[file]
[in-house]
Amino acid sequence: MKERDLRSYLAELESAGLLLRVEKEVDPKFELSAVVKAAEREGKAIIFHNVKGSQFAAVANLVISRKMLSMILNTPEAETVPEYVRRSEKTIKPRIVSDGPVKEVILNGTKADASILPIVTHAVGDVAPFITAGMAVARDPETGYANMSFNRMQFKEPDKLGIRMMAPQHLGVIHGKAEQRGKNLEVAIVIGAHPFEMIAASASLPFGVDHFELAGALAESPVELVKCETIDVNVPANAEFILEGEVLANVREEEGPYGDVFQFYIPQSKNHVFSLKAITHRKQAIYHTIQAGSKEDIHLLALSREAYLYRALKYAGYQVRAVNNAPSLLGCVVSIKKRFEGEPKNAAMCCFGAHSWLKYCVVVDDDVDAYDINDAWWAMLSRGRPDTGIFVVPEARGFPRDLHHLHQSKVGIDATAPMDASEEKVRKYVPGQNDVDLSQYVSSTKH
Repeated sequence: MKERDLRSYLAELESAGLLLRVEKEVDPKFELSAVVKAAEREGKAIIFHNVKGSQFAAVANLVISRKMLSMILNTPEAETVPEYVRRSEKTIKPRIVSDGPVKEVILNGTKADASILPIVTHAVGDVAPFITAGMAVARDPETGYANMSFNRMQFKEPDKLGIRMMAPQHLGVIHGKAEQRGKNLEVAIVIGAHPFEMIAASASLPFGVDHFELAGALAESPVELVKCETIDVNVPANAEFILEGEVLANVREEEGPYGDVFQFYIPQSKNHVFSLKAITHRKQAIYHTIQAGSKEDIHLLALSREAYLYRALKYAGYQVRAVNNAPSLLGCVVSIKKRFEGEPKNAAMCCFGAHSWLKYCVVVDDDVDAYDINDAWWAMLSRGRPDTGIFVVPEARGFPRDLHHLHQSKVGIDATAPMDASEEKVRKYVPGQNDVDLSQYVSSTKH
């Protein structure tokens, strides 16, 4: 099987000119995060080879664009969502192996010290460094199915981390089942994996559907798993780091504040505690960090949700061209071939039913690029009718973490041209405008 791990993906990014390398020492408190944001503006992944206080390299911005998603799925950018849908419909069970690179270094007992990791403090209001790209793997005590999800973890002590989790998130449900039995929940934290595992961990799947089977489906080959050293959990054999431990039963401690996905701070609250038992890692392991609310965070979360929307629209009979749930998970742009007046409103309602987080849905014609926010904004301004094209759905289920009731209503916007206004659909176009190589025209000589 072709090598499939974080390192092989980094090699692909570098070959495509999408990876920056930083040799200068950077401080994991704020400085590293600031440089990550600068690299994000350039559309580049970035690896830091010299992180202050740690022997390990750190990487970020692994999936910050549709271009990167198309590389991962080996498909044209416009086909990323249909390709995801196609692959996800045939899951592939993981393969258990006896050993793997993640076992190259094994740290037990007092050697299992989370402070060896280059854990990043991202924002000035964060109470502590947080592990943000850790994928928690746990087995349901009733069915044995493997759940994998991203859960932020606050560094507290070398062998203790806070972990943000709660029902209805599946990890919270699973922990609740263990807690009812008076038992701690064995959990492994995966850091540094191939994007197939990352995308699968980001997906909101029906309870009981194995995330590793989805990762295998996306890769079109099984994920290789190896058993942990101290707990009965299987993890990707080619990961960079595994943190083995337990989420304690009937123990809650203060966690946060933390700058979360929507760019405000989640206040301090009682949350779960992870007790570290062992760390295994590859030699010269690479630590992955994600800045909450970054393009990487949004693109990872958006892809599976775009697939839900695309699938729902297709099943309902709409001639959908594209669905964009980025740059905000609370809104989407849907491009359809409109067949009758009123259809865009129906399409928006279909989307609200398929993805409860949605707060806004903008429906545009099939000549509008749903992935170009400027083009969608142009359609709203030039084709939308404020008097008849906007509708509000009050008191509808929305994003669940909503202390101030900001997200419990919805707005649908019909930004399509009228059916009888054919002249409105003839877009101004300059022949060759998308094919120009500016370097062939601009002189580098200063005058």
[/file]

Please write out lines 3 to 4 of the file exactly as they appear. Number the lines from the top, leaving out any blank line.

Repeated sequence: MKERDLRSYLAELESAGLLLRVEKEVDPKFELSAVVKAAEREGKAIIFHNVKGSQFAAVANLVISRKMLSMILNTPEAETVPEYVRRSEKTIKPRIVSDGPVKEVILNGTKADASILPIVTHAVGDVAPFITAGMAVARDPETGYANMSFNRMQFKEPDKLGIRMMAPQHLGVIHGKAEQRGKNLEVAIVIGAHPFEMIAASASLPFGVDHFELAGALAESPVELVKCETIDVNVPANAEFILEGEVLANVREEEGPYGDVFQFYIPQSKNHVFSLKAITHRKQAIYHTIQAGSKEDIHLLALSREAYLYRALKYAGYQVRAVNNAPSLLGCVVSIKKRFEGEPKNAAMCCFGAHSWLKYCVVVDDDVDAYDINDAWWAMLSRGRPDTGIFVVPEARGFPRDLHHLHQSKVGIDATAPMDASEEKVRKYVPGQNDVDLSQYVSSTKH
């Protein structure tokens, strides 16, 4: 099987000119995060080879664009969502192996010290460094199915981390089942994996559907798993780091504040505690960090949700061209071939039913690029009718973490041209405008 791990993906990014390398020492408190944001503006992944206080390299911005998603799925950018849908419909069970690179270094007992990791403090209001790209793997005590999800973890002590989790998130449900039995929940934290595992961990799947089977489906080959050293959990054999431990039963401690996905701070609250038992890692392991609310965070979360929307629209009979749930998970742009007046409103309602987080849905014609926010904004301004094209759905289920009731209503916007206004659909176009190589025209000589 072709090598499939974080390192092989980094090699692909570098070959495509999408990876920056930083040799200068950077401080994991704020400085590293600031440089990550600068690299994000350039559309580049970035690896830091010299992180202050740690022997390990750190990487970020692994999936910050549709271009990167198309590389991962080996498909044209416009086909990323249909390709995801196609692959996800045939899951592939993981393969258990006896050993793997993640076992190259094994740290037990007092050697299992989370402070060896280059854990990043991202924002000035964060109470502590947080592990943000850790994928928690746990087995349901009733069915044995493997759940994998991203859960932020606050560094507290070398062998203790806070972990943000709660029902209805599946990890919270699973922990609740263990807690009812008076038992701690064995959990492994995966850091540094191939994007197939990352995308699968980001997906909101029906309870009981194995995330590793989805990762295998996306890769079109099984994920290789190896058993942990101290707990009965299987993890990707080619990961960079595994943190083995337990989420304690009937123990809650203060966690946060933390700058979360929507760019405000989640206040301090009682949350779960992870007790570290062992760390295994590859030699010269690479630590992955994600800045909450970054393009990487949004693109990872958006892809599976775009697939839900695309699938729902297709099943309902709409001639959908594209669905964009980025740059905000609370809104989407849907491009359809409109067949009758009123259809865009129906399409928006279909989307609200398929993805409860949605707060806004903008429906545009099939000549509008749903992935170009400027083009969608142009359609709203030039084709939308404020008097008849906007509708509000009050008191509808929305994003669940909503202390101030900001997200419990919805707005649908019909930004399509009228059916009888054919002249409105003839877009101004300059022949060759998308094919120009500016370097062939601009002189580098200063005058």